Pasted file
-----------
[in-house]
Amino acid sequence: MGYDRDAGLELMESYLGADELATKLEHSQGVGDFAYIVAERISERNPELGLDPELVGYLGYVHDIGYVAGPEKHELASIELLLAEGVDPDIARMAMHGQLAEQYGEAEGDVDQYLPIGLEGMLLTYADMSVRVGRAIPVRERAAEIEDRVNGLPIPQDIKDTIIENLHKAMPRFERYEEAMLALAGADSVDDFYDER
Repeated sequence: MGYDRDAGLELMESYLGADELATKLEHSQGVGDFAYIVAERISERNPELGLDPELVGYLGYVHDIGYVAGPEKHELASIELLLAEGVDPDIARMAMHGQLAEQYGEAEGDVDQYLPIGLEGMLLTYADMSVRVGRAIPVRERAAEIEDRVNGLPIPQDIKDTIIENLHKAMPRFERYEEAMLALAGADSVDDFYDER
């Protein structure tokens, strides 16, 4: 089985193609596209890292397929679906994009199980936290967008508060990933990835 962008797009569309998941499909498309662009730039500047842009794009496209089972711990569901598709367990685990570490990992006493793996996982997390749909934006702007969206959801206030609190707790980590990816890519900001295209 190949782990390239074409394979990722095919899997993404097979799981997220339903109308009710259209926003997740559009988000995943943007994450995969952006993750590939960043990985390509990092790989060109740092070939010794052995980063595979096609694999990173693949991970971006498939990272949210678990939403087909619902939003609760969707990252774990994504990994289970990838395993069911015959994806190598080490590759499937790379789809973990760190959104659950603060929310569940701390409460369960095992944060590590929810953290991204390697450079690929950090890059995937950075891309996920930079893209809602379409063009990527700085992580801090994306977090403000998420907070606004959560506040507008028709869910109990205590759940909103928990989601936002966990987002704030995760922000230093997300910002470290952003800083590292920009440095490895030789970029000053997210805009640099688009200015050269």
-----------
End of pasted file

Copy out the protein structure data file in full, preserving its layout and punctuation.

[in-house]
Amino acid sequence: MGYDRDAGLELMESYLGADELATKLEHSQGVGDFAYIVAERISERNPELGLDPELVGYLGYVHDIGYVAGPEKHELASIELLLAEGVDPDIARMAMHGQLAEQYGEAEGDVDQYLPIGLEGMLLTYADMSVRVGRAIPVRERAAEIEDRVNGLPIPQDIKDTIIENLHKAMPRFERYEEAMLALAGADSVDDFYDER
Repeated sequence: MGYDRDAGLELMESYLGADELATKLEHSQGVGDFAYIVAERISERNPELGLDPELVGYLGYVHDIGYVAGPEKHELASIELLLAEGVDPDIARMAMHGQLAEQYGEAEGDVDQYLPIGLEGMLLTYADMSVRVGRAIPVRERAAEIEDRVNGLPIPQDIKDTIIENLHKAMPRFERYEEAMLALAGADSVDDFYDER
């Protein structure tokens, strides 16, 4: 089985193609596209890292397929679906994009199980936290967008508060990933990835 962008797009569309998941499909498309662009730039500047842009794009496209089972711990569901598709367990685990570490990992006493793996996982997390749909934006702007969206959801206030609190707790980590990816890519900001295209 190949782990390239074409394979990722095919899997993404097979799981997220339903109308009710259209926003997740559009988000995943943007994450995969952006993750590939960043990985390509990092790989060109740092070939010794052995980063595979096609694999990173693949991970971006498939990272949210678990939403087909619902939003609760969707990252774990994504990994289970990838395993069911015959994806190598080490590759499937790379789809973990760190959104659950603060929310569940701390409460369960095992944060590590929810953290991204390697450079690929950090890059995937950075891309996920930079893209809602379409063009990527700085992580801090994306977090403000998420907070606004959560506040507008028709869910109990205590759940909103928990989601936002966990987002704030995760922000230093997300910002470290952003800083590292920009440095490895030789970029000053997210805009640099688009200015050269």